U.S. live cattle futures fell for a fifth straight session on Friday on technical selling and pressure from a weak cash cattle market following lower trade at U.S. Plains feedlots this week, traders said.
Funds involved tracking the Standard & Poor’s Goldman Sachs Commodity Index rolled December long positions mainly into February and April contracts, adding further pressure to the spot month.
Chicago Mercantile Exchange December live cattle ended down 1.900 cents per pound at a two-week low of 120.575 cents. February futures ended were 1.775 cents lower at 126.750 cents.
Actively traded February was pressured by technical selling on expectations that prices have already reached a near term high, said Schwieterman Inc broker Domenic Varricchio.
The contract topped its prior-week high on Monday and dipped below last week’s low on Friday before ending the “outside week” near the bottom of that trading range, a weak technical sign, he said.
After trading at lower levels this week, cash cattle prices are expected to weaken again next week as some unsold offerings are carried over to next week’s showlists. Packers will also be buying for slaughter in the U.S. Thanksgiving week, when fewer cattle are needed because of holiday plant downtime.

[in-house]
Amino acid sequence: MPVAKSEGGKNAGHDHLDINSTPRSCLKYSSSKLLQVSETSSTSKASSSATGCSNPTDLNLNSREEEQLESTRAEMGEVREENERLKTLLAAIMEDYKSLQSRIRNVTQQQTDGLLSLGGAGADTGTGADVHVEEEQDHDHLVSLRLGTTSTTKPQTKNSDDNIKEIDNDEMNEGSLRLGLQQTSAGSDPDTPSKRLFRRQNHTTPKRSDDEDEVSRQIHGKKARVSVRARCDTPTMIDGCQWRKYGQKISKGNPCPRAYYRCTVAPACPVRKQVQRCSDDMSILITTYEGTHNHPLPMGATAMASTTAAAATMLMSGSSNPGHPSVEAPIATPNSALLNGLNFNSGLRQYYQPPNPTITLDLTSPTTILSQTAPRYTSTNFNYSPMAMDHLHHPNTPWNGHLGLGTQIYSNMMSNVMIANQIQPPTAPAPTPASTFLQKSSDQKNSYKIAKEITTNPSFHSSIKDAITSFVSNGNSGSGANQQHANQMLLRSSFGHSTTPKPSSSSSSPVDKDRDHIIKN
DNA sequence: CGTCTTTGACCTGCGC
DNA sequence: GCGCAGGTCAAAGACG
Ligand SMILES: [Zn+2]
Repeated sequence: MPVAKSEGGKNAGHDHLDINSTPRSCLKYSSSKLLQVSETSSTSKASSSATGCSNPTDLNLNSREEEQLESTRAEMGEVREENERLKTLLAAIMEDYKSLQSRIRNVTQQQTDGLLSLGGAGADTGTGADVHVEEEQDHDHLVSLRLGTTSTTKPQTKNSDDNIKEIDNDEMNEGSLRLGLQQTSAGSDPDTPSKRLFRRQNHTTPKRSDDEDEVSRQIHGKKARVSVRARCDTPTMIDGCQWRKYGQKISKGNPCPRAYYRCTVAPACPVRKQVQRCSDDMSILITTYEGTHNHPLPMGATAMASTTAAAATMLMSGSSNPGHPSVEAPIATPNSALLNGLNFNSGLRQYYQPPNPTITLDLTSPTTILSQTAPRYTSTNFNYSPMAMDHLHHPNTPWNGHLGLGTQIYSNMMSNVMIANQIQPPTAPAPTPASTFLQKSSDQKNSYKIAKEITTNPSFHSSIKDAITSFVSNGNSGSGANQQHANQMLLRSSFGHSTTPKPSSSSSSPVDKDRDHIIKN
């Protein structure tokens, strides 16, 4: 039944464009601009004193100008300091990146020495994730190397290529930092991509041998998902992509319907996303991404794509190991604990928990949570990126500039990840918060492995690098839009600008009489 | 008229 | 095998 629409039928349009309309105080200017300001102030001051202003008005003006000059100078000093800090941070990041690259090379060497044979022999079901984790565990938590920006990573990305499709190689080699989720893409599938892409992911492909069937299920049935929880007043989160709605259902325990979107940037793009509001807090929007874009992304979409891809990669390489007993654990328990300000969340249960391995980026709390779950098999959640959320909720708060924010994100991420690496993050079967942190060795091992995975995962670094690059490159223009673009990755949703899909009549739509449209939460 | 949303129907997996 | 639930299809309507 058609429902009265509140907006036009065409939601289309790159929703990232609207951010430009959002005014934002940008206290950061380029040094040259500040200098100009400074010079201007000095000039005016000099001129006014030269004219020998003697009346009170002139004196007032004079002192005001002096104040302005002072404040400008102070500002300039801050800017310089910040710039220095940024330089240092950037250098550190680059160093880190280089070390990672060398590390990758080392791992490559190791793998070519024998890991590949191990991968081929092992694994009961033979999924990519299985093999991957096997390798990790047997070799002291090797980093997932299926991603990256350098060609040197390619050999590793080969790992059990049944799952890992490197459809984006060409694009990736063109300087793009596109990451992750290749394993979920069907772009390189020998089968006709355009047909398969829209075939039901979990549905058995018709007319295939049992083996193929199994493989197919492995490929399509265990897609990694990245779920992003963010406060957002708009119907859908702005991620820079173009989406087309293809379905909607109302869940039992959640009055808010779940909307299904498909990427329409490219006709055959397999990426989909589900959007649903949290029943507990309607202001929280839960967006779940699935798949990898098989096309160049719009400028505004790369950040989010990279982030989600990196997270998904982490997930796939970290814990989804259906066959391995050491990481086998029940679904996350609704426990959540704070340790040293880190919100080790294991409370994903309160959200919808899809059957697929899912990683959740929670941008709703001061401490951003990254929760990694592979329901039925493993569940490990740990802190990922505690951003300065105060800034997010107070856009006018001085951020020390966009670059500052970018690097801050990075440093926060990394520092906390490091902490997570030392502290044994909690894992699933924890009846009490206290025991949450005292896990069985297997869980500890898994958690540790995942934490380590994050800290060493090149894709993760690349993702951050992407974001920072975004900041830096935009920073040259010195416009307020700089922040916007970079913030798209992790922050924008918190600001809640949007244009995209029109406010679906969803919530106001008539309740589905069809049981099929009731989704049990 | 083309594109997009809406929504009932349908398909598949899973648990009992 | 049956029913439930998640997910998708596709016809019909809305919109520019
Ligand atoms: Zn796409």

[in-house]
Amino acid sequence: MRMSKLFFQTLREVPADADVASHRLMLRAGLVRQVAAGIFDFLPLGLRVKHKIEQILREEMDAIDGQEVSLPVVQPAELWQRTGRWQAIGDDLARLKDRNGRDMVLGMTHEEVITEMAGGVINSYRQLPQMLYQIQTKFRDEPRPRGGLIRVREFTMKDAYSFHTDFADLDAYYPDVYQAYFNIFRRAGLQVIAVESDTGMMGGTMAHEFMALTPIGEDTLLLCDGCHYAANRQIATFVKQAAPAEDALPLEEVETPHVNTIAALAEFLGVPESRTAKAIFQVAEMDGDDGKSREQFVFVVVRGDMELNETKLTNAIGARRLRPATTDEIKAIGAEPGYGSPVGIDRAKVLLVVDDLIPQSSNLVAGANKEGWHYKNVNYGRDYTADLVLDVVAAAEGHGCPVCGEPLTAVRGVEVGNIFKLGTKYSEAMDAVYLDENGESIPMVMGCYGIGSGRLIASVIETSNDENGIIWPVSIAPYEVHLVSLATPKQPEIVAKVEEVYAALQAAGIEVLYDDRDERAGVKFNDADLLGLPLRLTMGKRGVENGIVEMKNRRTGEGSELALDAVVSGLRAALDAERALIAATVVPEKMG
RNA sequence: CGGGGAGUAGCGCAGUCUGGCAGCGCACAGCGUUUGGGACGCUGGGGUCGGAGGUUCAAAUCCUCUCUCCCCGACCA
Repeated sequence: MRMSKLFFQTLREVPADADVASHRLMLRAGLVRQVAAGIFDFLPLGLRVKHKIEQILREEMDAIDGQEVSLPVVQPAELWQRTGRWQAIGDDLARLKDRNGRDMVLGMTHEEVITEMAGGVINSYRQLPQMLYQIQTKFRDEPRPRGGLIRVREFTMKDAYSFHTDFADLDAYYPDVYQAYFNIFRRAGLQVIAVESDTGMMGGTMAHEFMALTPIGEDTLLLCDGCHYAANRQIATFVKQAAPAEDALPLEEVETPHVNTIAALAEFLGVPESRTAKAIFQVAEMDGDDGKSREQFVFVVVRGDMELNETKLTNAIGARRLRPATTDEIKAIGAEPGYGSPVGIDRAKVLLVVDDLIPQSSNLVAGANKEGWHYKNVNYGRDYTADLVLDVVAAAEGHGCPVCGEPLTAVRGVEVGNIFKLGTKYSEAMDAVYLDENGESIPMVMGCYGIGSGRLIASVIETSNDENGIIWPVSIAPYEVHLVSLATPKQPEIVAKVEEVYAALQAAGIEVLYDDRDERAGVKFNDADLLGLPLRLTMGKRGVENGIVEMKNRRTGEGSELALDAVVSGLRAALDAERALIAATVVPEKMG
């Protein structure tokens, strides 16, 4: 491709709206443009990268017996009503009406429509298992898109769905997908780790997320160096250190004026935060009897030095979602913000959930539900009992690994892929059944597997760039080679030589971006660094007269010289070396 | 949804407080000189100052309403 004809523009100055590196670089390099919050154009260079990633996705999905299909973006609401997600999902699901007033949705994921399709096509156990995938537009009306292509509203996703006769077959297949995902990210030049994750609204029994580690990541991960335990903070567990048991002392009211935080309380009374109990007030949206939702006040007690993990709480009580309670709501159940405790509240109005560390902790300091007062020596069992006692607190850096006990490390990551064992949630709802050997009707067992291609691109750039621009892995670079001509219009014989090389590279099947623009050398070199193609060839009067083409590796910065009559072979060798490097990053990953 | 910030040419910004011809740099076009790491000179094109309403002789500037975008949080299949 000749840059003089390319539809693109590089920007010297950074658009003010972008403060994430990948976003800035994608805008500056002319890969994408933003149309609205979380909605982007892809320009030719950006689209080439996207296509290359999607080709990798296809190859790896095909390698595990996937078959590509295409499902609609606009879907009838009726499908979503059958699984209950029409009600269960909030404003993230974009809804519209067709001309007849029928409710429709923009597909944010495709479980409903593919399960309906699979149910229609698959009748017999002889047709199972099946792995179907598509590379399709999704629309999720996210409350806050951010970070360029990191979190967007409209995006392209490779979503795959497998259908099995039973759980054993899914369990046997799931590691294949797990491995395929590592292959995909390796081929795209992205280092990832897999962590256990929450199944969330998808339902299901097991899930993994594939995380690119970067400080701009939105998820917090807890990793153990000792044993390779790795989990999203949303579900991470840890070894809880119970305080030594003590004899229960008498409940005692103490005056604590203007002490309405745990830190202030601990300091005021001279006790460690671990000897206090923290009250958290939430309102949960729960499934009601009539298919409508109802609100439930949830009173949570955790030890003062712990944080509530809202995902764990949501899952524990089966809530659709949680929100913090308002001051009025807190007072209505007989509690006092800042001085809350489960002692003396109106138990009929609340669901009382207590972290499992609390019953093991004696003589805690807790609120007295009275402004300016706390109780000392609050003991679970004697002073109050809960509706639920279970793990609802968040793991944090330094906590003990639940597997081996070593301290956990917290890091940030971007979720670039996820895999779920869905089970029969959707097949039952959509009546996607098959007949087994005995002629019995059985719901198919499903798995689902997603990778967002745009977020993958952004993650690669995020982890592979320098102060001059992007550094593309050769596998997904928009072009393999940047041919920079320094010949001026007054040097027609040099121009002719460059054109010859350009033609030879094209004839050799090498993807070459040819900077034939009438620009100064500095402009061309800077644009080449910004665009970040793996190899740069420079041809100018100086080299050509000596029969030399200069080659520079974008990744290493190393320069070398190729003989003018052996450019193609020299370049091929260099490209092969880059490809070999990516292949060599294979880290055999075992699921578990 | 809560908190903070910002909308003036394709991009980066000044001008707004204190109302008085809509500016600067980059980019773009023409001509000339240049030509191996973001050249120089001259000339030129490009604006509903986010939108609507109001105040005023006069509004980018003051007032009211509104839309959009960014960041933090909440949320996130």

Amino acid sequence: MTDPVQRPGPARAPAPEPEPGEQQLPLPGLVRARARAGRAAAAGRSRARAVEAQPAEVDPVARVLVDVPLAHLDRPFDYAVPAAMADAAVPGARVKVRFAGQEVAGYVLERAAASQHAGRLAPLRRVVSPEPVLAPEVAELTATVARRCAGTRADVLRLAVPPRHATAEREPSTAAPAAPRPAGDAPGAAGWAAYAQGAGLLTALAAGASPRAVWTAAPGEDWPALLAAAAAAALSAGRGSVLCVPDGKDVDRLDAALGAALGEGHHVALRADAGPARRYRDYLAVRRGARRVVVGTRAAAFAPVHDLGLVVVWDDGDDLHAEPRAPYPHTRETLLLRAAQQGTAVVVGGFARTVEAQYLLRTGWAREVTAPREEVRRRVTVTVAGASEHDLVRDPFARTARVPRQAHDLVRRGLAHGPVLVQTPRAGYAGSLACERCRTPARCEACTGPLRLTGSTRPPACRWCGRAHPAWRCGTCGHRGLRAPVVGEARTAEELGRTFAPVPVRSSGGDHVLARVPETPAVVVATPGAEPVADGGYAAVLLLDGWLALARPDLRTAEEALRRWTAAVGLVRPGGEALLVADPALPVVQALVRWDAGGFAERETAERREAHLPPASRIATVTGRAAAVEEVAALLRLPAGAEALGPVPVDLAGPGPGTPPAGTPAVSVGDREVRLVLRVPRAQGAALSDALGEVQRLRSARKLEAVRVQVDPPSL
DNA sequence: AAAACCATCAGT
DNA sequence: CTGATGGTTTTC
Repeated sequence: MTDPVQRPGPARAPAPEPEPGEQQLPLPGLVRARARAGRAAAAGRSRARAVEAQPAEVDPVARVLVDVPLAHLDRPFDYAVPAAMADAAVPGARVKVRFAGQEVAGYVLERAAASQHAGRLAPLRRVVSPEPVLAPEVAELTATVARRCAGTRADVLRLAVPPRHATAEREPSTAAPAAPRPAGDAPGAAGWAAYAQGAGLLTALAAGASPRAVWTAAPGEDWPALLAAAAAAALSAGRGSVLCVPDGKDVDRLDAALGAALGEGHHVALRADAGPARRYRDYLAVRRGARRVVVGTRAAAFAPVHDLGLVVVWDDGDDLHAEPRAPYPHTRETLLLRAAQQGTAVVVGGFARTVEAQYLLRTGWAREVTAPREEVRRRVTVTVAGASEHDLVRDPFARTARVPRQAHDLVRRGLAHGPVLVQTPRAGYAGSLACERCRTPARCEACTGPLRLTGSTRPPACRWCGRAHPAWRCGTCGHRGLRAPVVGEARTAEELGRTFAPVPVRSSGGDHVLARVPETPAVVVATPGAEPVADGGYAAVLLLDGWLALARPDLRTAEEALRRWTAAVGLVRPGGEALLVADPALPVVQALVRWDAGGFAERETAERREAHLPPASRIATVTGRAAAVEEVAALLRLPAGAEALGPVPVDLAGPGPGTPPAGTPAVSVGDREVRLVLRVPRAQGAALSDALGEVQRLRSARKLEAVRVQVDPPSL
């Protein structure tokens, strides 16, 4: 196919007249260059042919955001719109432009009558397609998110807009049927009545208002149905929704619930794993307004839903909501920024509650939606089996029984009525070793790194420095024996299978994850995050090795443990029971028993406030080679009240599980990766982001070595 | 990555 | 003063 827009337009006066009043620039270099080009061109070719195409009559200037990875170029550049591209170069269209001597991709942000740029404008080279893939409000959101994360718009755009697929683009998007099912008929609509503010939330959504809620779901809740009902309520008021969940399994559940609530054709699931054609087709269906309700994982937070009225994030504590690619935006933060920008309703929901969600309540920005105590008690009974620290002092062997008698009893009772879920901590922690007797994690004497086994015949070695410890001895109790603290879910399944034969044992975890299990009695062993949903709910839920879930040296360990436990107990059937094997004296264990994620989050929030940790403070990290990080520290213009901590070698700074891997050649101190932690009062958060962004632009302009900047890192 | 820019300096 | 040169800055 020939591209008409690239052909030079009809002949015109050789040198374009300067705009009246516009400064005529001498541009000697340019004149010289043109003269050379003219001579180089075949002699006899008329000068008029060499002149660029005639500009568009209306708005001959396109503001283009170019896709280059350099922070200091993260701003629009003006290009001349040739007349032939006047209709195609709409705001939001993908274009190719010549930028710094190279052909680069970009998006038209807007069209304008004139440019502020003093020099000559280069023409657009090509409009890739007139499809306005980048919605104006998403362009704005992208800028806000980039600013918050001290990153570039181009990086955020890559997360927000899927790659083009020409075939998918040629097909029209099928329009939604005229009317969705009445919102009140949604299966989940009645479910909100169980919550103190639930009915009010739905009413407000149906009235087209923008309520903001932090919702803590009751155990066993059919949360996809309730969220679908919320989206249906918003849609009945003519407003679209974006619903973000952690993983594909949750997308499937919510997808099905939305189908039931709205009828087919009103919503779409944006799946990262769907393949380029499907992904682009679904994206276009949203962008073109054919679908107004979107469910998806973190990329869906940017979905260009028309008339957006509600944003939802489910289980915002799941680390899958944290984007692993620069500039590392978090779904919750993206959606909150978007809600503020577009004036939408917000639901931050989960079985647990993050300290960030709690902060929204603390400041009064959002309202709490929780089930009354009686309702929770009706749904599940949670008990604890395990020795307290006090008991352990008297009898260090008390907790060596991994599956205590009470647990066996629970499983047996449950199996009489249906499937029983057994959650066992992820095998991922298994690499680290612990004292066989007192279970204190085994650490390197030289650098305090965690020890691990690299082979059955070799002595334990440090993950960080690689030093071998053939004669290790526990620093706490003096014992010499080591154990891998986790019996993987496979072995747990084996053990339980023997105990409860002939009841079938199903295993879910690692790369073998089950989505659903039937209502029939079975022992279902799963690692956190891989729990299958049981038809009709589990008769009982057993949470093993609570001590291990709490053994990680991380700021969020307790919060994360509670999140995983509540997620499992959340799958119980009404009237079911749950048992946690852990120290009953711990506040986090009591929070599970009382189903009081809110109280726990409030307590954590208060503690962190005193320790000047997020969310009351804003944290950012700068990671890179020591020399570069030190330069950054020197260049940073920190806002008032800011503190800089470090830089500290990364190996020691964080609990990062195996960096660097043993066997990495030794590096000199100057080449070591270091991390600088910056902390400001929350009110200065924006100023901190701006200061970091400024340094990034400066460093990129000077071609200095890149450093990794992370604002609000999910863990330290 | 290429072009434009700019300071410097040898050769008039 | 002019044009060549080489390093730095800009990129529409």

“We did not sell the showlist this week so we’ve got supplies building. It looks like we’re going to be another dollar lower or more after today’s close,” said Don Roose, analyst with U.S. Commodities.
Cash cattle in the Plains traded earlier this week at $124 per cwt or less.
Feeder cattle moved lower with the live cattle market, although declines were limited by low corn prices.
November feeder cattle closed unchanged at 158.475 cents per pound while January fell 0.675 cent to 157.175 cents.
Lean hog futures ended mostly firmer, with only the spot December contract closing lower on pressure from funds rolling positions out of the front month to deferred contracts.
CME December lean hog futures settled 0.700 cent lower at 62.475 cents per pound, lowest since Oct. 18. All other contracts were higher, with February rising 0.025 cent to 70.250.
Cash hogs traded down 3 cents to $60.04 per cwt in the top market of Iowa and southern Minnesota while wholesale pork prices were up 60 cents to $81.92 per cwt, according to U.S. Department of Agriculture data.